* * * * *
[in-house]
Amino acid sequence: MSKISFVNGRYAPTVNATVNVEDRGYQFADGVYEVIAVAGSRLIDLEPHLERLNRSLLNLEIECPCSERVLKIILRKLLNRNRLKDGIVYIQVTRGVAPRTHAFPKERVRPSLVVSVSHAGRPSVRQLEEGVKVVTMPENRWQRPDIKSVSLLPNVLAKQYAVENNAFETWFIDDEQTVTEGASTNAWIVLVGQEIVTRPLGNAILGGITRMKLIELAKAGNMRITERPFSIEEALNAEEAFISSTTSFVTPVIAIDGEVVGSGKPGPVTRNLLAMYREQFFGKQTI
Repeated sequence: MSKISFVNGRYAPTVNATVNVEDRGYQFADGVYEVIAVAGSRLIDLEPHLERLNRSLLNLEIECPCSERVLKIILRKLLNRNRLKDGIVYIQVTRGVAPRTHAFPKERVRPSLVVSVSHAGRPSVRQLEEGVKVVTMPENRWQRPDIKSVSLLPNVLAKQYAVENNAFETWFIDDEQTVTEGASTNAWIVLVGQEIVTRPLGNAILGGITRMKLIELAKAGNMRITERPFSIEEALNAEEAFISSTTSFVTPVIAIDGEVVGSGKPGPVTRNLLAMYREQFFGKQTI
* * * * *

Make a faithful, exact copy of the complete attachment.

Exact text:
[in-house]
Amino acid sequence: MSKISFVNGRYAPTVNATVNVEDRGYQFADGVYEVIAVAGSRLIDLEPHLERLNRSLLNLEIECPCSERVLKIILRKLLNRNRLKDGIVYIQVTRGVAPRTHAFPKERVRPSLVVSVSHAGRPSVRQLEEGVKVVTMPENRWQRPDIKSVSLLPNVLAKQYAVENNAFETWFIDDEQTVTEGASTNAWIVLVGQEIVTRPLGNAILGGITRMKLIELAKAGNMRITERPFSIEEALNAEEAFISSTTSFVTPVIAIDGEVVGSGKPGPVTRNLLAMYREQFFGKQTI
Repeated sequence: MSKISFVNGRYAPTVNATVNVEDRGYQFADGVYEVIAVAGSRLIDLEPHLERLNRSLLNLEIECPCSERVLKIILRKLLNRNRLKDGIVYIQVTRGVAPRTHAFPKERVRPSLVVSVSHAGRPSVRQLEEGVKVVTMPENRWQRPDIKSVSLLPNVLAKQYAVENNAFETWFIDDEQTVTEGASTNAWIVLVGQEIVTRPLGNAILGGITRMKLIELAKAGNMRITERPFSIEEALNAEEAFISSTTSFVTPVIAIDGEVVGSGKPGPVTRNLLAMYREQFFGKQTI